Gabrielle Dolan spent much of 2020 in lockdown in Melbourne. But she still found plenty of opportunities for experiences that could become great stories.
As she’s been doing for years, she wrote these stories down. Not merely to make sense of them or even to remember them, but rather to find the lessons in them and determine how she can use them. These stories, no matter how mundane, can become the basis for communicating a message later on.
And let’s face it, many of the experiences we had in lockdown were mundane: but with so many of us experiencing the same thing at the same time, these individual stories from behind closed doors are very much collectively relatable.
Gabrielle’s particularly good at storytelling in business, having just written her latest book Magnetic Stories, on the topic, and having spent the past 16 years speaking and touring the world to share her lessons on storytelling in business and leadership.
It’s a career that stemmed from her previous life at NAB. Gabrielle started as a trainee computer operator and worked her way up the business into leadership positions where she saw that storytelling was separating the good and not-so-good leaders from the brilliant leaders.
She left the bank knowing that storytelling is a critical skill. And, like any skill, it can be taught.
“I noticed that with stories, people tended to not only understand what you were saying, but they would also remember it. Which is important in communications,” she said.
But now that Magnetic Stories has just been released this month, the lessons on storytelling are having an entirely different kind of impact. She’s not doing the global speaking events, but she is picking up plenty of interest from businesses and their people wanting to learn about storytelling: especially with workplaces becoming more virtual, than physical.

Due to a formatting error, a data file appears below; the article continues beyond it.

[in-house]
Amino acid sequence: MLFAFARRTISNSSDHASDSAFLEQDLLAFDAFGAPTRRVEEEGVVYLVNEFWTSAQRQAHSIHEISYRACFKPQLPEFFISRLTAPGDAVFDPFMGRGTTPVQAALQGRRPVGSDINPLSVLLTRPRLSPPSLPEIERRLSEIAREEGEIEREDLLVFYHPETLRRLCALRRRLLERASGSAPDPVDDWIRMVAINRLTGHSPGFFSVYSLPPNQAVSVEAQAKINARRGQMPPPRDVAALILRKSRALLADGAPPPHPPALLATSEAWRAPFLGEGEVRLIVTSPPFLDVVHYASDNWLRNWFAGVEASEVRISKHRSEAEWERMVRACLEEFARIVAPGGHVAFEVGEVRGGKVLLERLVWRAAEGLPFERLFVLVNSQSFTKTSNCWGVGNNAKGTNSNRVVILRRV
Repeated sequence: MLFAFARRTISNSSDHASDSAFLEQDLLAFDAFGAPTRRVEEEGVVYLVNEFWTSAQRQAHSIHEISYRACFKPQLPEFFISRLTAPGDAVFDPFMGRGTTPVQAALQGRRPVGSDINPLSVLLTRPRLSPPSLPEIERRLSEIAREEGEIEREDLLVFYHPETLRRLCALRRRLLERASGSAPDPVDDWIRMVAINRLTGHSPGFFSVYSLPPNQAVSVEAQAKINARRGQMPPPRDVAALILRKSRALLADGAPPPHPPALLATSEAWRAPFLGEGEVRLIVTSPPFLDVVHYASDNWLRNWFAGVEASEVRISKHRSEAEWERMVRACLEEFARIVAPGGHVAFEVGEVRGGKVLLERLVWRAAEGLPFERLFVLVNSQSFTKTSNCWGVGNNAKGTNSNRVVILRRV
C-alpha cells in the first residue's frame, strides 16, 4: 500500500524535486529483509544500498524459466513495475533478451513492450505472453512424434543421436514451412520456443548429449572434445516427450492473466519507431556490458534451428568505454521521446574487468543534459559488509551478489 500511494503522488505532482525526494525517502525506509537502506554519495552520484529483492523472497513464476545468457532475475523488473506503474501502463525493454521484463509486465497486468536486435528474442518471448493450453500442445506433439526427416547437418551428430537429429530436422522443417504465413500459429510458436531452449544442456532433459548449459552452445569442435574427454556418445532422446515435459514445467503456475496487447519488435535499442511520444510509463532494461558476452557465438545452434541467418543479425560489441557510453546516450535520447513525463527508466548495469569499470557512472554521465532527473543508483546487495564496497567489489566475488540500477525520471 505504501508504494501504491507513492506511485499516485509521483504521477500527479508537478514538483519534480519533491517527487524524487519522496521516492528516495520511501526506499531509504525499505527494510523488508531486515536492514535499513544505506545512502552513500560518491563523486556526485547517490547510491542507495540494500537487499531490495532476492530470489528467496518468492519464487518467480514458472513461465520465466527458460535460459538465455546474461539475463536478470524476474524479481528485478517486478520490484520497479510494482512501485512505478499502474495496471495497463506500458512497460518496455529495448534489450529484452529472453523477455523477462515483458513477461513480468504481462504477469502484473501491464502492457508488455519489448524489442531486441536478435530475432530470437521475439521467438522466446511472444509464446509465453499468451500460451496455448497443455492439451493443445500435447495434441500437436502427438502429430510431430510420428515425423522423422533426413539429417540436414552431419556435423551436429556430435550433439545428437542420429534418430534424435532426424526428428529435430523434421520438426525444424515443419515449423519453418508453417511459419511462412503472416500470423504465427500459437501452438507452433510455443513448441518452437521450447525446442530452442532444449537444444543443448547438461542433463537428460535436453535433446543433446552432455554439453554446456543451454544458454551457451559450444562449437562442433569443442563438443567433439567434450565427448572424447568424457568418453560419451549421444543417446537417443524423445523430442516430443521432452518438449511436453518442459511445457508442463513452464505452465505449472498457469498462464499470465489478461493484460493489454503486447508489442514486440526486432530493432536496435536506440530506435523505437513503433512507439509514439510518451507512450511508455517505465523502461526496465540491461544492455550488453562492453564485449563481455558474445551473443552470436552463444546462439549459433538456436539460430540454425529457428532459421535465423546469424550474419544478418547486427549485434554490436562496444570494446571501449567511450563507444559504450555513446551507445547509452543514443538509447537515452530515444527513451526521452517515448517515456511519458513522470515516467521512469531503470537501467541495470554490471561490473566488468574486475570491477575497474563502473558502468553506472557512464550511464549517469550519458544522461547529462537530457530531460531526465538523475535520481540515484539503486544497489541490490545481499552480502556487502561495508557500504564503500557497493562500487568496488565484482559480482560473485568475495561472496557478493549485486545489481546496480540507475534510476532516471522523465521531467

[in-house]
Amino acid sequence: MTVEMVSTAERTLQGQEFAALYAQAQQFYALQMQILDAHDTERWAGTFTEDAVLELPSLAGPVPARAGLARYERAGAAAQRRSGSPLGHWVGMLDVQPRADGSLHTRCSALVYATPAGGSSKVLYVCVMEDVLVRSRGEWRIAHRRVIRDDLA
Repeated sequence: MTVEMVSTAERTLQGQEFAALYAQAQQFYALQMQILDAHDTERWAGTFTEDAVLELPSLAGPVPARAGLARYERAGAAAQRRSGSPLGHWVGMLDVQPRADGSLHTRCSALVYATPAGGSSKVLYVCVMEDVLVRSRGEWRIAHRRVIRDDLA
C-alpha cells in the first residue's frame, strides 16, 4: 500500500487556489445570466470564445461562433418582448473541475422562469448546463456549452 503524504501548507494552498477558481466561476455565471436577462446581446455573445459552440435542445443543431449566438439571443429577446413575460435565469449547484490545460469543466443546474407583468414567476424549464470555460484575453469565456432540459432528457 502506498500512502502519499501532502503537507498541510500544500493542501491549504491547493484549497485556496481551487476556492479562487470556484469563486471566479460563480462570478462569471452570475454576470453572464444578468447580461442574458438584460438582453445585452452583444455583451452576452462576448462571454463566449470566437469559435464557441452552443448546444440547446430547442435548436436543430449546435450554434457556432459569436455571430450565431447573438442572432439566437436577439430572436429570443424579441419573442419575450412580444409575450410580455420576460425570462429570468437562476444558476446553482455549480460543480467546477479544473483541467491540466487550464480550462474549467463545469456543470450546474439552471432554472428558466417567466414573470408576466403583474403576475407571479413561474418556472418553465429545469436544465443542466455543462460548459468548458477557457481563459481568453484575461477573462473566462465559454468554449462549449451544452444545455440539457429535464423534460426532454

A lot has changed in 12 months, and that includes how we tell stories and relate to and connect with others in business.
“We have often talked about bringing our whole selves to work, but it took everyone working from home for us to achieve that,” Gabrielle tells Women’s Agenda.
We not only saw into the homes and personal lives of colleagues from computer screens, we also got to know their kids, their cats, their curtains, and the various nicknacks adorning their homes.
In this collective experience, many of us found ourselves opening up with clients and colleagues about how we were coping: how the home school was going, how we were dealing with flatmates 24/7, and what we did during our one hour of exercise.
“People started sharing personal things,” says Gabrielle. “And I’ve seen an increase in the amount of people wanting to learn about story-telling.”
Magnetic Stories is Gabrielle’s sixth book on storytelling. She admits that when she finished her fifth, she thought she was done. How much else could she possibly write on the subject?
But then she started to look at how businesses were communicating their brand, and sharing their own story. She saw that a lot of businesses were doing it wrong – and plenty of others did not see brand storytelling as important.